Two, if you do design it, how do you do it? Imbuing your design with personality perhaps? An even human personality, that doesn’t always do what you expect? Aarron Walter’s Designing for Emotion gets to this a little bit. Jennifer Aaker’s work on Brand Personality may be relevant. Or maybe you just try to design for surprise. But how can you do that in a way that doesn’t seem contrived? I like the tiny surprise this little jar style beer mug at CurryUpNow.

CurryUpNow Beer Mug

Googling ‘Designing for surprise’ leads to the following interesting links. This one is my favorite: POLA (Principle of least astonishment). And these two are linked here for future reading.

To be pondered over.



inkling [ingk-ling] noun a slight suggestion or indication; hint; intimation


I was speaking to a good friend of mine today (who also happens to be a magician) about making a choice about the several career paths he can choose from after graduation, and how he has made such choices in the past. He said “I’ve always had an inkling, and then I end up fully committing”, and this time he didn’t have any sort of inkling (yet).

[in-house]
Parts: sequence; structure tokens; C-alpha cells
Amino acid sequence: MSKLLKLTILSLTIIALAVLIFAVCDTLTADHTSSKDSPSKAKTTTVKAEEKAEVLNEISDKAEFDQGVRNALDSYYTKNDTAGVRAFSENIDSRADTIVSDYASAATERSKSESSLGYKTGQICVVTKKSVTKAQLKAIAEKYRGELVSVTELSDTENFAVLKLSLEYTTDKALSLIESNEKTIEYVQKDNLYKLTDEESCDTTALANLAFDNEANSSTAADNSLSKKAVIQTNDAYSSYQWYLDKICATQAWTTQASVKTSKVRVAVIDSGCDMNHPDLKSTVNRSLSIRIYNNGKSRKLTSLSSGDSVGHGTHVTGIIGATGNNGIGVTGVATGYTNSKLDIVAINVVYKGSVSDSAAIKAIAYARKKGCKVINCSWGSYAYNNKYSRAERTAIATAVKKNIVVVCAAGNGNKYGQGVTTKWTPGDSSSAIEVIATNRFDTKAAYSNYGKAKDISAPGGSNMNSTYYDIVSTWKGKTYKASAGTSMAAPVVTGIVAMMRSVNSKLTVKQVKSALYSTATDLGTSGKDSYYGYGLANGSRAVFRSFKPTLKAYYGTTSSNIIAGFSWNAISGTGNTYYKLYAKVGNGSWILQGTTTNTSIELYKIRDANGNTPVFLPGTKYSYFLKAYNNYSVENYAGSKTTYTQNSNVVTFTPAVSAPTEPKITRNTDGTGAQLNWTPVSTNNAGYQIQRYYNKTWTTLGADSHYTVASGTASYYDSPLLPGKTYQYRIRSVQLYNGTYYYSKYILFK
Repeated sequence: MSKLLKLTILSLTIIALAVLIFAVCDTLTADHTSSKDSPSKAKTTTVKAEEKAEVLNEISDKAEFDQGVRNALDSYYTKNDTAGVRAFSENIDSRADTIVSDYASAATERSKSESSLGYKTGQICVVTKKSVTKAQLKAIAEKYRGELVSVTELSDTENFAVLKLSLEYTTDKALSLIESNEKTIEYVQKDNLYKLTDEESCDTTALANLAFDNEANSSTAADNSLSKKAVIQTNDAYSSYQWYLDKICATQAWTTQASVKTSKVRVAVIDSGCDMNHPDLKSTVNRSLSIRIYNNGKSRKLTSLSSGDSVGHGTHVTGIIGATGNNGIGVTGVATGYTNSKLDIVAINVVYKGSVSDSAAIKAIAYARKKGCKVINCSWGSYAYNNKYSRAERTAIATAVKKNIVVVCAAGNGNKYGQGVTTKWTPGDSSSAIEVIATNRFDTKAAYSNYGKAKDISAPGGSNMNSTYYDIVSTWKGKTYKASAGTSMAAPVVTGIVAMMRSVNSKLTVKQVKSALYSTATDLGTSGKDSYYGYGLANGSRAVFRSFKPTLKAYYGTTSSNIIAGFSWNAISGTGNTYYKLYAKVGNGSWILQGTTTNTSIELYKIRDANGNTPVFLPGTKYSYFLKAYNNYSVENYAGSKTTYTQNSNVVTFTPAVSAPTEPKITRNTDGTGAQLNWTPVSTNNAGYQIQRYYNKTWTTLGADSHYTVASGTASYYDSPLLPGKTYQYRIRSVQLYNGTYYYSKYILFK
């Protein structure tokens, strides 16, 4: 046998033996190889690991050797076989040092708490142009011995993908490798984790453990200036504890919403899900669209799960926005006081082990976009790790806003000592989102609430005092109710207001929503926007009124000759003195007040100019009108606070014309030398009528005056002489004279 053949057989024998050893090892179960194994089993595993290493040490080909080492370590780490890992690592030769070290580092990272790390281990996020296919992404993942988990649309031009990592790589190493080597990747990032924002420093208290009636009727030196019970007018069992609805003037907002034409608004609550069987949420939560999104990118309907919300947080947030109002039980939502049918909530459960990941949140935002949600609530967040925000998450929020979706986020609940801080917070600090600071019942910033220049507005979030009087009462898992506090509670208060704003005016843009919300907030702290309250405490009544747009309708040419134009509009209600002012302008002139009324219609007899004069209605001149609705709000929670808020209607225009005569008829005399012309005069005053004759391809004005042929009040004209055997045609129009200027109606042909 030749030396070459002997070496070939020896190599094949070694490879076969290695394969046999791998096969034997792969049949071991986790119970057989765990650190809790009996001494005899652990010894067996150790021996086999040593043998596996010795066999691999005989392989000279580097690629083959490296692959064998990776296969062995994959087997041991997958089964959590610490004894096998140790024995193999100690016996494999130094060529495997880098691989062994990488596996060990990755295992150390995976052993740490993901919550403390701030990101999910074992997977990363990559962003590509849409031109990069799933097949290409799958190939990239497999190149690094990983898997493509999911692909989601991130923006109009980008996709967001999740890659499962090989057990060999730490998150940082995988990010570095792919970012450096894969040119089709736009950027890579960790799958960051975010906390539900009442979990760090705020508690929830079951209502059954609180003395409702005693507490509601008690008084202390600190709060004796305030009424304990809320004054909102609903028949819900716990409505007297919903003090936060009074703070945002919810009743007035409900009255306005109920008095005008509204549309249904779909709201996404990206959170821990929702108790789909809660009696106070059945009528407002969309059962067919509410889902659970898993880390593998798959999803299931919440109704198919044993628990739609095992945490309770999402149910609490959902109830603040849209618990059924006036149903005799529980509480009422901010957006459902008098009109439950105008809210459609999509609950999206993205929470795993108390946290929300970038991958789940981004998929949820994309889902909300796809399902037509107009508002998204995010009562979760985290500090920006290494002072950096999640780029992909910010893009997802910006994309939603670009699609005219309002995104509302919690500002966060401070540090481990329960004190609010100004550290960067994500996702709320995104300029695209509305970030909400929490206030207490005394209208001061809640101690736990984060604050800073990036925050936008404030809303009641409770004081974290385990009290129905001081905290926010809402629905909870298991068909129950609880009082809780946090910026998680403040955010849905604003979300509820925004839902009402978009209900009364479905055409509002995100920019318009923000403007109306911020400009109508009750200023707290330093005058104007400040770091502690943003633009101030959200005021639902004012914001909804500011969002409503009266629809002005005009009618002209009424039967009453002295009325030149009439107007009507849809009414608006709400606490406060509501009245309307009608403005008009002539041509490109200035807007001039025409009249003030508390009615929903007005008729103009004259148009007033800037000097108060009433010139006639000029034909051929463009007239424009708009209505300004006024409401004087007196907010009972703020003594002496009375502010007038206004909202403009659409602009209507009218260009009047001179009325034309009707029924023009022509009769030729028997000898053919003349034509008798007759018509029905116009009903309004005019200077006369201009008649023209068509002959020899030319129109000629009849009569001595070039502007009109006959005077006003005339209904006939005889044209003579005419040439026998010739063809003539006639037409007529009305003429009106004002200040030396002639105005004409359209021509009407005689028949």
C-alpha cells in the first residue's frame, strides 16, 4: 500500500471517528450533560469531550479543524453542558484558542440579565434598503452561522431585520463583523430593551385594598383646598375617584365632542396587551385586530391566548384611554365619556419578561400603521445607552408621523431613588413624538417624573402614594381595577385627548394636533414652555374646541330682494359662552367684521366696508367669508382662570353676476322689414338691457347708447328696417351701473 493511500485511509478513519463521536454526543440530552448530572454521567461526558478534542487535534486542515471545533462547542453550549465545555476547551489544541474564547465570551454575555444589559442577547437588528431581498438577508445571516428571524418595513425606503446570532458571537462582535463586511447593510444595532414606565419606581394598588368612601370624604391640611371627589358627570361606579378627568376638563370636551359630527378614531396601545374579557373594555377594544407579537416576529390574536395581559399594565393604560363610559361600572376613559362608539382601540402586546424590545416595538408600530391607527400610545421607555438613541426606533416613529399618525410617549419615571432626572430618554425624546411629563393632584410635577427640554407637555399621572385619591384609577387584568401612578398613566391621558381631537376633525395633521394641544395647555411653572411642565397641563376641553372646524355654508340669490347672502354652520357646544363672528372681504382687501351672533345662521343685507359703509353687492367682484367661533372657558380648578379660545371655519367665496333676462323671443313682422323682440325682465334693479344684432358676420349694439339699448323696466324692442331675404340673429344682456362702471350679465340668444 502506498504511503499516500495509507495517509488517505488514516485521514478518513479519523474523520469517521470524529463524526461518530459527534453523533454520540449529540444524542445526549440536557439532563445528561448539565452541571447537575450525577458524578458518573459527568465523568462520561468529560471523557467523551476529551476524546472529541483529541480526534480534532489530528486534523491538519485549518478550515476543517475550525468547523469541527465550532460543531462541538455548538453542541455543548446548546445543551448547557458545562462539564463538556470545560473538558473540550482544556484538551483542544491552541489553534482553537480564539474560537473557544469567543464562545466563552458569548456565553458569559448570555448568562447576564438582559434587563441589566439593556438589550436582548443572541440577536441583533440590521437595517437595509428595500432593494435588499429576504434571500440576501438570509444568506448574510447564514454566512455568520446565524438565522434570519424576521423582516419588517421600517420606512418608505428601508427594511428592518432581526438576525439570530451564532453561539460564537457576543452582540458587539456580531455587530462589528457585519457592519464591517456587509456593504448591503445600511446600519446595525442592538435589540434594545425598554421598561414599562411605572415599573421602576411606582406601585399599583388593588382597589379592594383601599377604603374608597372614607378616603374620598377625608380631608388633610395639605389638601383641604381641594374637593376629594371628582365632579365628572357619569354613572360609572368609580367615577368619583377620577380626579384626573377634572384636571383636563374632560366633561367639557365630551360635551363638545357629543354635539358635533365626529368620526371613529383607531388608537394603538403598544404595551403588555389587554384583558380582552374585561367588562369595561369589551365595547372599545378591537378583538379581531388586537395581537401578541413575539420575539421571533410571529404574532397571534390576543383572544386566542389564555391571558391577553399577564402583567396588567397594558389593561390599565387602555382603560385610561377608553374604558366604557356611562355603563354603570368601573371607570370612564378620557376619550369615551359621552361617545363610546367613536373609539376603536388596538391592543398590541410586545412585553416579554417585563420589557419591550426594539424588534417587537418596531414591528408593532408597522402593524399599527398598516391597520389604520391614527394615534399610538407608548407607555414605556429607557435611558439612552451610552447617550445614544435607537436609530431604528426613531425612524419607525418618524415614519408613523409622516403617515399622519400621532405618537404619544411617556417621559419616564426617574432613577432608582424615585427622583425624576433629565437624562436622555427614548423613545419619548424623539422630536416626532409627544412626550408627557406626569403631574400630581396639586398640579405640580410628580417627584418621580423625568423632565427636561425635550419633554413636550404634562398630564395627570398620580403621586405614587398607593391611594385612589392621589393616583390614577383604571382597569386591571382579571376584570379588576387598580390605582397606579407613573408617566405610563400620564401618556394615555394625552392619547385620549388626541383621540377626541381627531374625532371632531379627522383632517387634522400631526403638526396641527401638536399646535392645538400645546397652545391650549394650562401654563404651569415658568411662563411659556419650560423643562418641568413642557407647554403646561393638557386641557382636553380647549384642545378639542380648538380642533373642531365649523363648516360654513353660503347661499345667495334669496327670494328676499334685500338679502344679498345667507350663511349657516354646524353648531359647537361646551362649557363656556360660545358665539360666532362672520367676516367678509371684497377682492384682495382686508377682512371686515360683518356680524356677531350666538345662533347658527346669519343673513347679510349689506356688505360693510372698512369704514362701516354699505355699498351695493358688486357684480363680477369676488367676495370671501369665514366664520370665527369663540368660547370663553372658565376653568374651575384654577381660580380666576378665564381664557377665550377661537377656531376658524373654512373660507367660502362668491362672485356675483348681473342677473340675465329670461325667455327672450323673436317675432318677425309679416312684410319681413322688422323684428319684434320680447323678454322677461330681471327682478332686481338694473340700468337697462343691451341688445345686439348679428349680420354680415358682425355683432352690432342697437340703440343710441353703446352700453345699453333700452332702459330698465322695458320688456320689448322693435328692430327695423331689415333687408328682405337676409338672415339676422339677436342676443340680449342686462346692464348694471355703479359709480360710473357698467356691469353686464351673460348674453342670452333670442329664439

I thought that I hadn’t heard that word in a while. Inkling, such a beautiful word, it has such a nice ring to it. Also, with such a beautiful meaning: A suspicion, a sixth sense about what is about to happen. And an interesting way to make a decision.

At grad school, I’ve spent much time making decisions, big and small: who to work with, what to work on, when to start working (when has always been a bad decision because inevitably, it has been last minute) etc. I feel like through most of life, I’ve been taught a very left brain way to make decisions, weighing the pros and cons and making an informed judgement, but here in grad school, ‘feelings’ have come up as a strong decision making strategy: what feels right, what you gut is saying, having an inkling. Or let me rephrase, I have always made emotional decisions, and therefore been branded emotional, but it is here in grad school (at a renowned engineering university of all places), that it seems like there is some legitimacy to it.